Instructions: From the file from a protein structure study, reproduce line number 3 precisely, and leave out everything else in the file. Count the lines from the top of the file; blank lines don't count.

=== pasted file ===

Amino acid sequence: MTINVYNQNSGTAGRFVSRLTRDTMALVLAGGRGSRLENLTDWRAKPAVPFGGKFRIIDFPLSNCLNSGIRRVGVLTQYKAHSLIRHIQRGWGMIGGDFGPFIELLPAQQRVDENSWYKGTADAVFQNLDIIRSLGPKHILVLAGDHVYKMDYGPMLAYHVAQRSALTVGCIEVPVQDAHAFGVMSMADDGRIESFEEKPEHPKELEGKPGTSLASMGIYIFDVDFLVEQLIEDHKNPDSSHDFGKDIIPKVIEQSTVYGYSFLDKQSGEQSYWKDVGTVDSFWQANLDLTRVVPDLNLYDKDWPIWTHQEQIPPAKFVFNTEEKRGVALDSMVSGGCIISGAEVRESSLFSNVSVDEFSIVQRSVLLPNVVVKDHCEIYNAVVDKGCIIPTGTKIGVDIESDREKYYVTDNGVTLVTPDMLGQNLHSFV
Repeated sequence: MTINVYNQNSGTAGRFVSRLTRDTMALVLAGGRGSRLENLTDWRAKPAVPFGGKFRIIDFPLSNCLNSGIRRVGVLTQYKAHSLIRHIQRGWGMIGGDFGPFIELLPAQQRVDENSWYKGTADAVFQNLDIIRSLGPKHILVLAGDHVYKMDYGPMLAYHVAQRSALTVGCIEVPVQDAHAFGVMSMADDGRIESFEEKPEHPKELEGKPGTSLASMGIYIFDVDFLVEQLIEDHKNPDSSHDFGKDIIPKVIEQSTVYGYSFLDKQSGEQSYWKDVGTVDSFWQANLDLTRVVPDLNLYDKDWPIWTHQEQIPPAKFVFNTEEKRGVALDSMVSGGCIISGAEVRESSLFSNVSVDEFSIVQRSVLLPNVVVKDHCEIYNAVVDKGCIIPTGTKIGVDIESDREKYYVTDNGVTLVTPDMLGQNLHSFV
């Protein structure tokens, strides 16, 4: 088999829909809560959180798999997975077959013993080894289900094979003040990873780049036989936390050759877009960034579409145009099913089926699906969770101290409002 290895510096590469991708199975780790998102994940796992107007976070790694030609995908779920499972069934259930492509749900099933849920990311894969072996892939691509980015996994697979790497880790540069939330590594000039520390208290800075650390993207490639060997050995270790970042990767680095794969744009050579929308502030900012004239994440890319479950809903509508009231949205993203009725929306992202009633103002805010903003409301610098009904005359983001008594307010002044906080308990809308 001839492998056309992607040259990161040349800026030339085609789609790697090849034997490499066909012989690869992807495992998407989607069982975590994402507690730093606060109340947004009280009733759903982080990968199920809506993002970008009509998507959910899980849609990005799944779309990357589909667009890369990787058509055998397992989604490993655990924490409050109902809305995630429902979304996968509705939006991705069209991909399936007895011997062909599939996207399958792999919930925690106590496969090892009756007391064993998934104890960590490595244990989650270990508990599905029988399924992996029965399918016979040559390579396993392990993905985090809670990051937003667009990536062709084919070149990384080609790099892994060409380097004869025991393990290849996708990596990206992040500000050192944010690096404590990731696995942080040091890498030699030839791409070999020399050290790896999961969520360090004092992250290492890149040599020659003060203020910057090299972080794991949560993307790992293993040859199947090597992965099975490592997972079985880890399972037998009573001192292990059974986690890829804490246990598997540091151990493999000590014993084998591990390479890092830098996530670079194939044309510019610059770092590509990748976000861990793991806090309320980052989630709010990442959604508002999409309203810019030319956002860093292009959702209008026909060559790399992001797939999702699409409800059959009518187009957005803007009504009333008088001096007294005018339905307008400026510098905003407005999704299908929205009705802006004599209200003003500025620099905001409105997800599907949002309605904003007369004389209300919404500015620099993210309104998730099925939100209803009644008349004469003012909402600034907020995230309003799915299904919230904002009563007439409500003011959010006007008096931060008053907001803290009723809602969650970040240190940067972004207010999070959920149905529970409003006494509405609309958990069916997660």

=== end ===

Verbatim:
């Protein structure tokens, strides 16, 4: 088999829909809560959180798999997975077959013993080894289900094979003040990873780049036989936390050759877009960034579409145009099913089926699906969770101290409002 290895510096590469991708199975780790998102994940796992107007976070790694030609995908779920499972069934259930492509749900099933849920990311894969072996892939691509980015996994697979790497880790540069939330590594000039520390208290800075650390993207490639060997050995270790970042990767680095794969744009050579929308502030900012004239994440890319479950809903509508009231949205993203009725929306992202009633103002805010903003409301610098009904005359983001008594307010002044906080308990809308 001839492998056309992607040259990161040349800026030339085609789609790697090849034997490499066909012989690869992807495992998407989607069982975590994402507690730093606060109340947004009280009733759903982080990968199920809506993002970008009509998507959910899980849609990005799944779309990357589909667009890369990787058509055998397992989604490993655990924490409050109902809305995630429902979304996968509705939006991705069209991909399936007895011997062909599939996207399958792999919930925690106590496969090892009756007391064993998934104890960590490595244990989650270990508990599905029988399924992996029965399918016979040559390579396993392990993905985090809670990051937003667009990536062709084919070149990384080609790099892994060409380097004869025991393990290849996708990596990206992040500000050192944010690096404590990731696995942080040091890498030699030839791409070999020399050290790896999961969520360090004092992250290492890149040599020659003060203020910057090299972080794991949560993307790992293993040859199947090597992965099975490592997972079985880890399972037998009573001192292990059974986690890829804490246990598997540091151990493999000590014993084998591990390479890092830098996530670079194939044309510019610059770092590509990748976000861990793991806090309320980052989630709010990442959604508002999409309203810019030319956002860093292009959702209008026909060559790399992001797939999702699409409800059959009518187009957005803007009504009333008088001096007294005018339905307008400026510098905003407005999704299908929205009705802006004599209200003003500025620099905001409105997800599907949002309605904003007369004389209300919404500015620099993210309104998730099925939100209803009644008349004469003012909402600034907020995230309003799915299904919230904002009563007439409500003011959010006007008096931060008053907001803290009723809602969650970040240190940067972004207010999070959920149905529970409003006494509405609309958990069916997660």